Joining a corporation is to gain a group identity, but that does not mean you have to lose self-identity. If we keep looking to the faces of coworkers to estimate their approval of us, something is lost, something intimate and vital: our image of ourselves. Our boss does after all carry a lot of clout: his place of authority gives verve to his words, and perhaps we align ourselves to his vision of what we should be.
Remember though, that before you had this job, and after you leave it, you will still be yourself, you will live with yourself, you will have yourself to answer to. Your boss is living in a position where he must evaluate you in terms of what you are intrinsically not: a stable resource for the company. Certainly you can give that to the company, but in the marrow of your being, all that is a secondary consideration.
It helps, then, to distance yourself from this grid-wire of evaluations from others, this doglike lolling for a “hiss a good boy” and a pat on the head. Ask yourself what you expect from yourself as a worker. Why did you choose this job, what is your goal, and is your performance aligned with that goal?
Holding these personal goals for yourself are what drive your career course, what made you become this sort of worker, doing these sorts of things, and not that. The praises and blames of others are mere distractions, in the grand scheme: your own purpose is what matters. Of course you must politely work with others in working on a team, on being generally cheerful and agreeable — teams thrive on such attitudes — but remember that you joined the team for a reason, and beyond being a team member, you are your own man or woman: that individuality is the part that endures, when the team fades, when the next job beckons, when retirement welcomes you. Having pleased your coworkers or turned a profit for your boss will matter less in such times: having done the best you can to achieve your own goals and to grow in the way to become the sort of person you most value to be will be the determining facts at that time.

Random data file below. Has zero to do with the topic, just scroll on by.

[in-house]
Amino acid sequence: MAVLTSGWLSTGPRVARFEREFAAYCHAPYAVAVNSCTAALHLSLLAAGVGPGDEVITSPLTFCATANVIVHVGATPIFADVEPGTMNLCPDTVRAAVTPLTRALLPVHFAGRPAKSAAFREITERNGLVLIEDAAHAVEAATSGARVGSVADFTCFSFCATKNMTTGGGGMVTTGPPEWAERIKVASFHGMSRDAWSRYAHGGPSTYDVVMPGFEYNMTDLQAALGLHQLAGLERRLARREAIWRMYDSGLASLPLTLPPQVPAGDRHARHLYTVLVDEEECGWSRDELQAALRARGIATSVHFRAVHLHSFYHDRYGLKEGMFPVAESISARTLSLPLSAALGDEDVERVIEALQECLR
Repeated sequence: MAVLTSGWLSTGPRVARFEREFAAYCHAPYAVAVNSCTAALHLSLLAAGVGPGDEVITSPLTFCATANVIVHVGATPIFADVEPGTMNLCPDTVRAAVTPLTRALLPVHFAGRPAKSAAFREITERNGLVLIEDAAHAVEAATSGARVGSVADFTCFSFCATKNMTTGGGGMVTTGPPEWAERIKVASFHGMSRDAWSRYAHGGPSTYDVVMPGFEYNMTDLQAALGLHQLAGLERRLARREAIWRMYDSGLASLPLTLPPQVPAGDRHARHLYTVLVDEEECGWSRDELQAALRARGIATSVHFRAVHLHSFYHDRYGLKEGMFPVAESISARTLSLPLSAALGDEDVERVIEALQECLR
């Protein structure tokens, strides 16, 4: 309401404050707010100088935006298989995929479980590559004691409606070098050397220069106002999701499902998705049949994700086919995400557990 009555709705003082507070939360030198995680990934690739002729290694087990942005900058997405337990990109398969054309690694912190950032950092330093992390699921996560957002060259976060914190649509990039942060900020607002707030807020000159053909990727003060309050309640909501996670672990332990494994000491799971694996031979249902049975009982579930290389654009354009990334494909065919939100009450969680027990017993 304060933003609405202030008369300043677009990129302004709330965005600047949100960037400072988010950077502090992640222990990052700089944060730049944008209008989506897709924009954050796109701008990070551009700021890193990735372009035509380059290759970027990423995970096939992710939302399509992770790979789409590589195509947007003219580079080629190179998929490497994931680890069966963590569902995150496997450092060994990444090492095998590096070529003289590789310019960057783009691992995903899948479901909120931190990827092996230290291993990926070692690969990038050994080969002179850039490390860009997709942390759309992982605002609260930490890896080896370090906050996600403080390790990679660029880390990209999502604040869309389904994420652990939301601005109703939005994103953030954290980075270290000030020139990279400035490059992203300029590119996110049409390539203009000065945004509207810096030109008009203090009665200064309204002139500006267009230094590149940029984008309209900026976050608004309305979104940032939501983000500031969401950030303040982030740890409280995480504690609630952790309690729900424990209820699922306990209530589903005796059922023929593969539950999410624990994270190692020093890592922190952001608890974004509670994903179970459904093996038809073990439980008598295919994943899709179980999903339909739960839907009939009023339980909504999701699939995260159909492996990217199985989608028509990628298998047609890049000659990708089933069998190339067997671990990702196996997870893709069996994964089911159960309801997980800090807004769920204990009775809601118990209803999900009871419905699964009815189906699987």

It was good advice, whoever gave it, who said to strive for excellence, not happiness. Happiness is a gift bestowed capriciously by the gods. Excellence, and its attainment, however, are a matter of will and persistence, in your own efforts. That after all is what we are seeking in life and in the job. Holding to that self-estimate of excellence, and being only moderately interested in what others have to say, listening patiently and gleaning what we can from outsiders, from others, will steer our course through sometimes placid, sometimes stormy waters of career advancement.
Self-determined people may not always be the friendliest, the most agreeable, or the warmest, but they at least have the sort of self respect that is also universally self-respected. Know then that you ultimately answer to yourself, you are finally your own boss, and hold to that.
Where can you find the most human resource manager jobs? Click hereAssess Your Own Job Performance and Know What You Expect by Harrison Barnes